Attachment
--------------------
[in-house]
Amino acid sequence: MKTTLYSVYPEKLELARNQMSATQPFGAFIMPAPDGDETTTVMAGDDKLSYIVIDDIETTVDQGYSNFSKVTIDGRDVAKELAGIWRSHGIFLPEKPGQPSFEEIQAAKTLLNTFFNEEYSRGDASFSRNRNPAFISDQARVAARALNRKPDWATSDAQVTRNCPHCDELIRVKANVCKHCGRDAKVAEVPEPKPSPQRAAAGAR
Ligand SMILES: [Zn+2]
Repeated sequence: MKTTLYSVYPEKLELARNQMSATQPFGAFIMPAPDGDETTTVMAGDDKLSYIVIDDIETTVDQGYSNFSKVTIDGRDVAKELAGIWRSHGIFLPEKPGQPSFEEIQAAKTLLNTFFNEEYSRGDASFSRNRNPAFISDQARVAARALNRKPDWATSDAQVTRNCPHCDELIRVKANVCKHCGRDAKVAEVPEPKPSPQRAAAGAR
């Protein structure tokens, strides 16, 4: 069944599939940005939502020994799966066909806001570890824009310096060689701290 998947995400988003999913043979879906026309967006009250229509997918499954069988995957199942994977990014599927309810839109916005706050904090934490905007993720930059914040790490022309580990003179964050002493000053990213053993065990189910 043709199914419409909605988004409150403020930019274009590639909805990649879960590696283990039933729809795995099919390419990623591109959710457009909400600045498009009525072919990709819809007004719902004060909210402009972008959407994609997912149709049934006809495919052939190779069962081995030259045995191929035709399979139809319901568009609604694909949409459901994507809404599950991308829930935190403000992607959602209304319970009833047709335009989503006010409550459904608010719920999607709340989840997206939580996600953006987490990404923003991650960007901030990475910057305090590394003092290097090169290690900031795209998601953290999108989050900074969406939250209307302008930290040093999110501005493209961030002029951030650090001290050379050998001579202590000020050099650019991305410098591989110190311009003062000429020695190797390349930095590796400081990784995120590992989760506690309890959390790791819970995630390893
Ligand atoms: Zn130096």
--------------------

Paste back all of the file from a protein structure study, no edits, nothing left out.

[in-house]
Amino acid sequence: MKTTLYSVYPEKLELARNQMSATQPFGAFIMPAPDGDETTTVMAGDDKLSYIVIDDIETTVDQGYSNFSKVTIDGRDVAKELAGIWRSHGIFLPEKPGQPSFEEIQAAKTLLNTFFNEEYSRGDASFSRNRNPAFISDQARVAARALNRKPDWATSDAQVTRNCPHCDELIRVKANVCKHCGRDAKVAEVPEPKPSPQRAAAGAR
Ligand SMILES: [Zn+2]
Repeated sequence: MKTTLYSVYPEKLELARNQMSATQPFGAFIMPAPDGDETTTVMAGDDKLSYIVIDDIETTVDQGYSNFSKVTIDGRDVAKELAGIWRSHGIFLPEKPGQPSFEEIQAAKTLLNTFFNEEYSRGDASFSRNRNPAFISDQARVAARALNRKPDWATSDAQVTRNCPHCDELIRVKANVCKHCGRDAKVAEVPEPKPSPQRAAAGAR
């Protein structure tokens, strides 16, 4: 069944599939940005939502020994799966066909806001570890824009310096060689701290 998947995400988003999913043979879906026309967006009250229509997918499954069988995957199942994977990014599927309810839109916005706050904090934490905007993720930059914040790490022309580990003179964050002493000053990213053993065990189910 043709199914419409909605988004409150403020930019274009590639909805990649879960590696283990039933729809795995099919390419990623591109959710457009909400600045498009009525072919990709819809007004719902004060909210402009972008959407994609997912149709049934006809495919052939190779069962081995030259045995191929035709399979139809319901568009609604694909949409459901994507809404599950991308829930935190403000992607959602209304319970009833047709335009989503006010409550459904608010719920999607709340989840997206939580996600953006987490990404923003991650960007901030990475910057305090590394003092290097090169290690900031795209998601953290999108989050900074969406939250209307302008930290040093999110501005493209961030002029951030650090001290050379050998001579202590000020050099650019991305410098591989110190311009003062000429020695190797390349930095590796400081990784995120590992989760506690309890959390790791819970995630390893
Ligand atoms: Zn130096």